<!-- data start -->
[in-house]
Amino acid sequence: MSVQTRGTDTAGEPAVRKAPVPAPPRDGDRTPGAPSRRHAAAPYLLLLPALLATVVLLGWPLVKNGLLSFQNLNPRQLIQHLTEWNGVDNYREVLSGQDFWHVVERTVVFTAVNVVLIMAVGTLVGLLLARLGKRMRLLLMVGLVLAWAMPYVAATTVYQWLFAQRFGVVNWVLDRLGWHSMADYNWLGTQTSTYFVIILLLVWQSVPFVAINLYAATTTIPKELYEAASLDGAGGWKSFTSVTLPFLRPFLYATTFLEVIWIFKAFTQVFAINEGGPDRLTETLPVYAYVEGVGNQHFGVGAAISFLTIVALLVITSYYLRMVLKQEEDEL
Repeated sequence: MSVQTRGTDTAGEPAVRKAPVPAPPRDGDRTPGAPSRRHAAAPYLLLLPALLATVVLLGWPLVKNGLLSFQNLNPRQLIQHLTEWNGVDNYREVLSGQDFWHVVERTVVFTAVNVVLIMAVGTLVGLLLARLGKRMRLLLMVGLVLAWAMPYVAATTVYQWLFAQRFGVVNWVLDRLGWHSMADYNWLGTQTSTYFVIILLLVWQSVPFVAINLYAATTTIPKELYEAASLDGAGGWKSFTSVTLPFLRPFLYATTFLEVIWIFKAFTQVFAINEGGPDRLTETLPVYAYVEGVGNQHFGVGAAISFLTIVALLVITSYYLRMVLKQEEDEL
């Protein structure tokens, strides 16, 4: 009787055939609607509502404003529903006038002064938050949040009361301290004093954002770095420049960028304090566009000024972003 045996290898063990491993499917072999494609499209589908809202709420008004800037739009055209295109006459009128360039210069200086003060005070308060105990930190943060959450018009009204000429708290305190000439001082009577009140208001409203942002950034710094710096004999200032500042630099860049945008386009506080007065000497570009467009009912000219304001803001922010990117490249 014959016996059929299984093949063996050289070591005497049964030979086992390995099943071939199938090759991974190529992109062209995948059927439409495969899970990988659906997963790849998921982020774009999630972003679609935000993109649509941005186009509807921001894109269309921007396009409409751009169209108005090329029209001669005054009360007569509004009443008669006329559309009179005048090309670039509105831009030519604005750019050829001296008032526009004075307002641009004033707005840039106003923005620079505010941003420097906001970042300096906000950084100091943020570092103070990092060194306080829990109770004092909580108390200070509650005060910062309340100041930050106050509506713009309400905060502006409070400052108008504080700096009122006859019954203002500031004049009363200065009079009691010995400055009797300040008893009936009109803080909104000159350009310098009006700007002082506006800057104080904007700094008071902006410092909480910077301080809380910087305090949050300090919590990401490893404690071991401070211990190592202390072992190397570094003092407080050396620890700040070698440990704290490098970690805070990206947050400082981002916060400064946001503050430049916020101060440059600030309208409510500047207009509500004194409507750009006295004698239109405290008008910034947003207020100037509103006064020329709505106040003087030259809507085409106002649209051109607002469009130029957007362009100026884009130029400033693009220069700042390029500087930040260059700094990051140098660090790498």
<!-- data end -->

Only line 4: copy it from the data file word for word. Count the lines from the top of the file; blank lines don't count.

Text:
């Protein structure tokens, strides 16, 4: 009787055939609607509502404003529903006038002064938050949040009361301290004093954002770095420049960028304090566009000024972003 045996290898063990491993499917072999494609499209589908809202709420008004800037739009055209295109006459009128360039210069200086003060005070308060105990930190943060959450018009009204000429708290305190000439001082009577009140208001409203942002950034710094710096004999200032500042630099860049945008386009506080007065000497570009467009009912000219304001803001922010990117490249 014959016996059929299984093949063996050289070591005497049964030979086992390995099943071939199938090759991974190529992109062209995948059927439409495969899970990988659906997963790849998921982020774009999630972003679609935000993109649509941005186009509807921001894109269309921007396009409409751009169209108005090329029209001669005054009360007569509004009443008669006329559309009179005048090309670039509105831009030519604005750019050829001296008032526009004075307002641009004033707005840039106003923005620079505010941003420097906001970042300096906000950084100091943020570092103070990092060194306080829990109770004092909580108390200070509650005060910062309340100041930050106050509506713009309400905060502006409070400052108008504080700096009122006859019954203002500031004049009363200065009079009691010995400055009797300040008893009936009109803080909104000159350009310098009006700007002082506006800057104080904007700094008071902006410092909480910077301080809380910087305090949050300090919590990401490893404690071991401070211990190592202390072992190397570094003092407080050396620890700040070698440990704290490098970690805070990206947050400082981002916060400064946001503050430049916020101060440059600030309208409510500047207009509500004194409507750009006295004698239109405290008008910034947003207020100037509103006064020329709505106040003087030259809507085409106002649209051109607002469009130029957007362009100026884009130029400033693009220069700042390029500087930040260059700094990051140098660090790498």